Stroke remains the leading cause of serious, long-term adult disability, with hundreds of thousands rendered disabled in the U.S. each year. This disability translates into billions of dollars in health care costs, lost productivity, and long-term care. Thus, finding ways to reduce stroke morbidity and improve outcomes is a priority. Age, known co-morbidities such as diabetes, and the size and location of the infarct strongly influence stroke outcome. Even after accounting for these recognized factors, much of the variability in recovery after stroke remains unexplained. Inflammation contributes to pathophysiology of both acute ischemic injury and more delayed injury that affects the outcomes in cerebral ischemia. One major effort in characterizing immune mechanisms in disease and immune response to injury focuses on the human microbiome. Recent data in mouse models of stroke have established a relationship between gut microbiota, neuroinflammatory response to ischemic infarct, and outcomes. These animal studies, if recapitulated in human disease, could open an entirely novel and dramatic avenue of treatment in ischemic stroke. To date, the limited microbiome studies in human cerebrovascular disease have not focused on stroke outcome. We hypothesize that recovery after ischemic stroke is influenced by gut microbial composition. A secondary hypothesis is that gut microbial composition influences neurocognitive function after stroke. To test these hypotheses we propose using microbial surveys of gastrointestinal microbiota from individuals presenting with ischemic stroke.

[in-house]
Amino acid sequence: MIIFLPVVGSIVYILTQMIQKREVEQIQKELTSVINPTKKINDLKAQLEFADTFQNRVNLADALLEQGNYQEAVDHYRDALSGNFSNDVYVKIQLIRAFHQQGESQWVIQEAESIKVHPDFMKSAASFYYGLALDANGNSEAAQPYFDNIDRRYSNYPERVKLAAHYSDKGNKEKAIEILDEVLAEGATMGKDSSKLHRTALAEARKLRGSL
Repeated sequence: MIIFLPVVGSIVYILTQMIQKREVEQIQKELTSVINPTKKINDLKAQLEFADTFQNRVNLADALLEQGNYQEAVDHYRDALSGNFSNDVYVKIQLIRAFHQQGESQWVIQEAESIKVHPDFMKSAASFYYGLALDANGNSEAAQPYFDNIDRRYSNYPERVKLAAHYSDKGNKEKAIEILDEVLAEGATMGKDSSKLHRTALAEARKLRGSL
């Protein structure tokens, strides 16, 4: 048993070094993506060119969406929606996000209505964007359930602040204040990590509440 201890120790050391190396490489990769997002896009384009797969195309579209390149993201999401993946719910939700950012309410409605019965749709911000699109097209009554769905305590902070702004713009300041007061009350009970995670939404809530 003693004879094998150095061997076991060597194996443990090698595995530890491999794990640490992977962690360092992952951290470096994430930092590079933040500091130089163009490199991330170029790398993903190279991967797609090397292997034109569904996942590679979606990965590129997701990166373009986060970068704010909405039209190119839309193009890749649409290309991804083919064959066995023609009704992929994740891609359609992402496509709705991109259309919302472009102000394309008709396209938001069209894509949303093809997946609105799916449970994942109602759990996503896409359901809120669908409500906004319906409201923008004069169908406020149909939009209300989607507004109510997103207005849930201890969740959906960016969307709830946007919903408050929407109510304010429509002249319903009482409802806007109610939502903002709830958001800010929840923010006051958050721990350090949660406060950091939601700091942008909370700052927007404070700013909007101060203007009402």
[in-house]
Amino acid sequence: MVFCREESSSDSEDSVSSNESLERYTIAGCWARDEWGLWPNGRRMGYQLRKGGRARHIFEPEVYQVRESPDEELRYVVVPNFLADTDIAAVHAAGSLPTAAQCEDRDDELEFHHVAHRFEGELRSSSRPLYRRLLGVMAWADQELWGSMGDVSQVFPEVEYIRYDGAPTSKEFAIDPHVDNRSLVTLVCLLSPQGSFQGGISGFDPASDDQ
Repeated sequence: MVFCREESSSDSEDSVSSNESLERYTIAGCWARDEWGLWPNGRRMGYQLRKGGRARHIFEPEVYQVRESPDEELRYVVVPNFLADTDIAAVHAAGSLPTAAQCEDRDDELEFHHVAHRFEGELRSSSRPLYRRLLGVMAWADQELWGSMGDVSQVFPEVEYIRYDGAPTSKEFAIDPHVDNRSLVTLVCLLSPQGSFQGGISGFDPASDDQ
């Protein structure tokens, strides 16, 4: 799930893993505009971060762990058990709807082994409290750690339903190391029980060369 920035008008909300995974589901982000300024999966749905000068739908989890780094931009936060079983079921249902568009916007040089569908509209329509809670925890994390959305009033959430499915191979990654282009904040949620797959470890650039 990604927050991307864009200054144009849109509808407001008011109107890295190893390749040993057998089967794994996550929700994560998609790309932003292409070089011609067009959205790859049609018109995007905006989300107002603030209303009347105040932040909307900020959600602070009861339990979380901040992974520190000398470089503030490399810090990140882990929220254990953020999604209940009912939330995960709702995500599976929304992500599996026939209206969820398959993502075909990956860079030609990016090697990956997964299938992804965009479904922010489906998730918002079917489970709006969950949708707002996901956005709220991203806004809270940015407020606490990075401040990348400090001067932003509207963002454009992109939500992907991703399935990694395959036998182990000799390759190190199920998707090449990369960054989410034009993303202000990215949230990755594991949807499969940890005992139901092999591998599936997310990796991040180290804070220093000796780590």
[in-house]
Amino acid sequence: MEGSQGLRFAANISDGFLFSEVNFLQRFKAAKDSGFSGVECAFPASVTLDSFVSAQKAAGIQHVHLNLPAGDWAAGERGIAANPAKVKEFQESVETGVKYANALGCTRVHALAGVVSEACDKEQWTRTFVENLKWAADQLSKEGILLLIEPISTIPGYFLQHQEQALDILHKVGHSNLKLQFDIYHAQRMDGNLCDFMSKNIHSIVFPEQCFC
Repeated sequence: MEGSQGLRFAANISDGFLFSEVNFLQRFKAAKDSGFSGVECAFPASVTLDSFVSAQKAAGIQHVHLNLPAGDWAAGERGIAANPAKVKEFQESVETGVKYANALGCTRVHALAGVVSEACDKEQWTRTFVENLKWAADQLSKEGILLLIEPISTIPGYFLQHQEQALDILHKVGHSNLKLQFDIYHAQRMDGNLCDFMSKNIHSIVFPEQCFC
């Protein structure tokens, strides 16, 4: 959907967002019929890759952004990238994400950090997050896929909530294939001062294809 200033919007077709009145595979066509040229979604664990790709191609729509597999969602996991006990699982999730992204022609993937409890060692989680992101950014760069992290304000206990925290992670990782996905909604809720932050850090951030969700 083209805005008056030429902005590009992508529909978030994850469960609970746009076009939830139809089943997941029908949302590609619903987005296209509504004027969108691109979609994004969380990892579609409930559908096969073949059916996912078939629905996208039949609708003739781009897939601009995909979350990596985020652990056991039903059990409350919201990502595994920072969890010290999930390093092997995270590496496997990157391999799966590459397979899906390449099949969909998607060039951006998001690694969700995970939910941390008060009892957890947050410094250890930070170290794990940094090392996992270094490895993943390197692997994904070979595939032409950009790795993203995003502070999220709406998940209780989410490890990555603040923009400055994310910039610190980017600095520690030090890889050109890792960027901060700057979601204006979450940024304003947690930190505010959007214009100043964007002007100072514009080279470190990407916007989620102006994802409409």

Aim 1 will investigate the relationship of baseline intestinal microbial community composition with ischemic stroke outcomes at 3 months, comparing the composition and diversity of gut microbiota in those with a) excellent (NIHSS<1) versus non-excellent outcomes and b) devastating (NIHSS>20) versus non-devastating outcomes.
Aim 2 will investigate the relationship of baseline intestinal microbial community composition in those with specific neurocognitive deficits after ischemic stroke, to determine whether microbiota composition and diversity influence neurocognitive function after stroke. Upon successful completion of this project, in addition to testing our hypotheses, we will have collected the necessary clinical/phenotypic data and biological samples to extend our investigations to subsequent metagenomic and mechanistic studies, as well as examine the interplay between host factors and the gut microbiome on stroke outcome and cognitive function , thus paving the way for future novel strategies to reduce stroke morbidity.
Despite substantial reduction in deaths from stroke, stroke remains the #1 cause of adult disability in the U.S.; we lack reliable predictors of outcome ? two patients with identical strokes can have radically different recoveries with one returning to work and another severely disabled and requiring constant care. The interplay between the microbes that live on and in us (our ?microbiome?) and our immune system is increasingly recognized as influencing brain and vascular disease, with recent animal data suggesting the gut microbiome can alter stroke risk factors (e.g. high blood pressure), responses to treatment, and stroke outcomes. In this proposal we will collect and analyze fecal samples from 300 stroke patients as a crucial first step towards exploring the relationship between the gut microbiome and (1) stroke severity and (2) recovery at 3 months.